Plains and Planes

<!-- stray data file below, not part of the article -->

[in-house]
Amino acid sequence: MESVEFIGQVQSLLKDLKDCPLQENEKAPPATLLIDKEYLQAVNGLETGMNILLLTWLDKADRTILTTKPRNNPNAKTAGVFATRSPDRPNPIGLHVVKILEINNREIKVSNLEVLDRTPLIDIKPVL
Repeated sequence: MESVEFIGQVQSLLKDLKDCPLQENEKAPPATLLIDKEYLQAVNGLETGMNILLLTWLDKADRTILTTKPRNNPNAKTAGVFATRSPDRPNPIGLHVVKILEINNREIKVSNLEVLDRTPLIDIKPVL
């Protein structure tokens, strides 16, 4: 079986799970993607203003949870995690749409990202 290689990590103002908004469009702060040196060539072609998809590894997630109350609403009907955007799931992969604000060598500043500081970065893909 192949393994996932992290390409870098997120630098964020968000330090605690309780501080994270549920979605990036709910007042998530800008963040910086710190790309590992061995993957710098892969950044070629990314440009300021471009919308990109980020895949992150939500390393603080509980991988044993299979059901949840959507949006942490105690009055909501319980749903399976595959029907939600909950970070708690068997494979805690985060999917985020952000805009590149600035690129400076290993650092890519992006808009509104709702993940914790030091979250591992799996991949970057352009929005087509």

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By Eli S. Chesen Something about living on the Plains really annoys me, which is being the occasional recipient of the condescending, geocentric attitude of some visitors to our tender land. They are the ones who view and relegate the Plains states to the status of "flyover states." Whether they visit us or we visit them, we inevitably find ourselves undeserving targets of abuse and humiliation from these myopics who hale from our nation’s certified cultural centers, east and west. I admit from the outset that I have a "thing" about this myself, having grown up in Sioux City, Iowa (home of one of the world’s largest stockyards) during an era long before OSHA. Sioux City had a lot going for it, but it did, frankly, reek with the stench of a thousand nations. All citizens of this ever-shrinking village shared a cross to bear. We grew up humble and apologetic, and it was a given that we expected ridicule from others. The silver lining, I think, was that our citizenry, while self-effacing, had to develop a patina of toughness and a sense of humor to survive our collective plight. Lest I sound vengeful for the deprived venue of my upbringing, I continue to go back there for professional consulting work and feel pleasant, albeit maudlin, feelings there as I drive around and reacquaint myself with the beautiful topography, which can only be made possible by the presence of a major river. The spirit and nature of my frustrations over geographical prejudice were captured eloquently by an old friend who almost lost his job as an airline reservations operator when a Plains-avoidant customer asked him if a particular flight, from New York to Los Angeles, was nonstop—to which my friend responded: "The flight stops very briefly at an Orange Julius stand in Denver." My first experiences with the stigma of a Plainsman identity began the day before my high school graduation, when I left for parts eastern. I worked a summer job in Syracuse, N.Y., at a Western Union office. I am probably partly responsible for the downfall of that once-mighty company. It was during that summer that I began to realize the meaning of "flyover state." While on a lunch break, I ran into an elderly, egocentric woman, who told me to keep an eye out for her grandson, who was attending the University of Minnesota. Honestly, she said that to me. Others who were with me on the bus on my way to work would ask the inevitable questions about cows running through the streets of my hometown and whether we had traffic lights and parking meters. (Incidentally, parking meters began in Oklahoma City.) My Syracuse summer was an absolutely defining time in my life. Having been an abysmal student and having barely gotten through high school with a low C average, I felt like I had been given a second chance to resurrect myself, having landed a summer job which allowed me to "sandbag" most of the day and essentially read for eight hours at a time. Rudimentary communications being what they were in those days, it was the extent of my job responsibility to receive two or three brief teletype messages per day, which I would retype and resend to another location. Today, my former job would be replaced by a cable with a multipronged plug on each end. I probably did about 20 minutes per day of something which actually resembled work throughout that summer. Working by myself in the Syracuse Western Union office was a monastic existence (minus the Gregorian chants). Every day during lunch (yes, I actually had a lunch break sandwiched between my other breaks) I walked over to the University of Syracuse Bookstore and bought used books and magazines, taking back the ones which I had read the day before. Secondary to motivations, which remain enigmatic to me, I left Syracuse with a new attitude, en route to the University of Nebraska, feeling just a little more confident in myself and more aware of the influences of Bertram Russell, Darwin, Einstein, Tolstoy and Rod Serling. After all, I had been studying fairly close to the highly cultural East Coast. I must have read 50 Scientific Americans cover to cover, and I still remember an SA article about the eradication of the screw worm fly in Texas through the breeding, sterilization and release of the male flies.… Really, I am not making this stuff up. By the time I got to Lincoln, I felt that I had shed my shameful high school study habits just in time, and was ready, for the first time in my life, to act like a student. I felt comfortable in my Midwestern skin as most of my classmates at UNL had the same Midwestern twang which I had. At that point I was fine with my Midwestern roots, at least until I arrived somewhat later at the University of Iowa to start medical school. While I was still on my own geographical home turf, I was to be humbled and frightened by a cruel twist of fate. Thanks to our alphabetical lab station assignments, I sat between "Bookin" from Yale University and "Cohen" from Harvard University… It was demoralizing to have had the hand of fate hurl me into the center of an "Ivy League House of Horrors." Again, I experienced a recrudescence of Plains-consciousness. Thank goodness, the University of Iowa was pass or fail. Keep in mind this was before I realized that people like "W" Bush could get into Yale, and certainly most of us feel smarter than he. Following medical school, I left the Plains for an internship in Phoenix. There were 24 interns in our group who had graduated from esteemed medical schools from New York to California. My wife, Peggy, and I were a little intimidated by the list of the other 23 sophomoric, young physicians, a number of whom came from cultural centers from New York to Philadelphia to LA. Yes, when all was said and done, I still had this "thing" about emanating from a flyover state. There were four of us from Nebraska; we were good friends. I remember thinking that, "By the time we get to Phoenix, we must remember to remove the hayseeds from our mouths." Likewise as I began my internship, I of course had anticipatory concern as to whether or not my training on the Plains was as good as that of my new colleagues’ and whether my persona reflected that of a bucolic, insular loser from Iowa and Nebraska. As my internship year flew by, I found myself gradually getting over the usual fears: High on my list was the dread that when I was on an internal medicine overnight hospital call, I would be asked to go "upstairs" (you never ever wanted to have to go up there) and pronounce someone dead — and indeed pronounce them "dead" only to have the nurse call back a few minutes later bearing the surreally good news that Mr. Furguson had awakened and was on his call button demanding another pain pill. Phoenix was a medium-sized city back then, a little bigger than Omaha is now. While the city today has been irrigated to death and is beginning to resemble any generic suburbia, in 1969, when I arrived there, it was decidedly southwestern with more than a vestige of Hopi, Pima and Navajo cultures, punctuated by an infusion of synthetic cowboy culture. Phoenix was like Santa Fe with pickup trucks. Camelback Road was lined with orange trees, which have subsequently been supplanted by see-through glass high-rises. Phoenix was replete with wonderful public museums and had a respectable symphony orchestra, whose venue was designed by Frank Lloyd Wright. There were private galleries galore, as well, though most of those seemed to be selling Thomas Kincade-like trash, pseudo-primitive jewelry and Kachina Doll replicas. It was, though, a truly culturally diverse place in which to live, and I have wonderful memories of great medical and cultural mentors there. After Phoenix, Uncle Sam sent me to Las Vegas (Nellis Air Force Base) for a while. Living in Las Vegas, which was growing even faster than Phoenix, served as a prototypical preview of what was to become of all suburbias to follow. I think of Las Vegas as The Mall of America Southwest. After Las Vegas, I moved back to Lincoln. Be advised that if you grow up and stay on the Plains or return to them, the Plains-related humiliation will continue… Having moved back, I continued to endure degradation, now from visiting artists, architects, musicians and other luminaries who graced my life here over the years. I have long had a passion for chamber music, notwithstanding the fact that I cannot read music nor play an instrument. On the other hand, I go to a lot of concerts, and over the years I have enjoyed many illuminating evenings with visiting musicians, the vast majority of whom are wonderfully engaging and creative personalities. Some of these people, however, come across as gifted savants, who feel as though they have made a great sacrifice, traveling to our remote and uncivilized provinces for a gig of Mozart and Beethoven. However, I want to reassure you, that there exist moments of triumph for us, the underdogs from Flyover, USA. A few years ago an internationally known violist and radio personality played an afternoon concert here. He was pedantic and patronizing until I asked him if he played any of the Miklos Rozsa viola sonatas—ah, a rare moment of humility for our guest—he did not know that Rozsa (known more for his film scores) had written any viola sonatas. I burned him a copy of my CD and have relived the moment many times. It was not until I moved from Las Vegas back to the Plains, specifically to Nebraska, that I found a truly amazing concentration of people having so much interest and access to all forms of art and culture: concerts in homes; an insurance company executive winning a Pulitzer; an ophthalmologist writing and playing experimental music; a chamber music concert series alive and well after 40 years and counting; a ceramic artist doing Madam Butterfly; public and private art collections which are the envy of others all over the world; and, especially, a grand and highly diversified group of professional artists, musicians, writers, actors and dancers. Well, I could go on and on. Even the smallest towns on the Plains, in the most far-flung counties, have been known to host many a concert and art showing. Sioux City now has a Skidmore-designed art museum and The Des Moines Art Center is housed in what is arguably one of the world’s rarest of architectural gems designed by the three-generation triumvirate of Eero Saarinen, I.M. Pei and Richard Meier. It is my favorite place on the Plains! About the only thing I have not been able to find back here is an Orange Julius stand. While I am not the first to proclaim this, culture is where you find it; culture is of people, and it is plentiful here. Just as Antonin Dvorak wrote his "American" string quartet while visiting Spillville, Iowa, the Plains are alive with music and culture, though unfortunately this wonderful phenomenon is not visible at 39,000 feet.